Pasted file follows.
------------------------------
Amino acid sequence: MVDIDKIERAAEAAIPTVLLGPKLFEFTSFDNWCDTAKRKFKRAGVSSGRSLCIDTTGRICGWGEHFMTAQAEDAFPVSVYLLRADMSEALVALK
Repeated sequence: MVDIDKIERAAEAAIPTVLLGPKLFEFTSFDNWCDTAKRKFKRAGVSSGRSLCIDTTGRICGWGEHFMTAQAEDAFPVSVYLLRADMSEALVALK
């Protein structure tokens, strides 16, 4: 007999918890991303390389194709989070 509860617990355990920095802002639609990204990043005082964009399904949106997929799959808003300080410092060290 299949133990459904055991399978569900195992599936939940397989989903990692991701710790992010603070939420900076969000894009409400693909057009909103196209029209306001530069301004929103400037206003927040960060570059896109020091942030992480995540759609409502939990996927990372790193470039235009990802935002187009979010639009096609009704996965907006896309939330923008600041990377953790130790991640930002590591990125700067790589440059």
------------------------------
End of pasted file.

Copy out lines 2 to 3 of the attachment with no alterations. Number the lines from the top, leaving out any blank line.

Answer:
Repeated sequence: MVDIDKIERAAEAAIPTVLLGPKLFEFTSFDNWCDTAKRKFKRAGVSSGRSLCIDTTGRICGWGEHFMTAQAEDAFPVSVYLLRADMSEALVALK
């Protein structure tokens, strides 16, 4: 007999918890991303390389194709989070 509860617990355990920095802002639609990204990043005082964009399904949106997929799959808003300080410092060290 299949133990459904055991399978569900195992599936939940397989989903990692991701710790992010603070939420900076969000894009409400693909057009909103196209029209306001530069301004929103400037206003927040960060570059896109020091942030992480995540759609409502939990996927990372790193470039235009990802935002187009979010639009096609009704996965907006896309939330923008600041990377953790130790991640930002590591990125700067790589440059």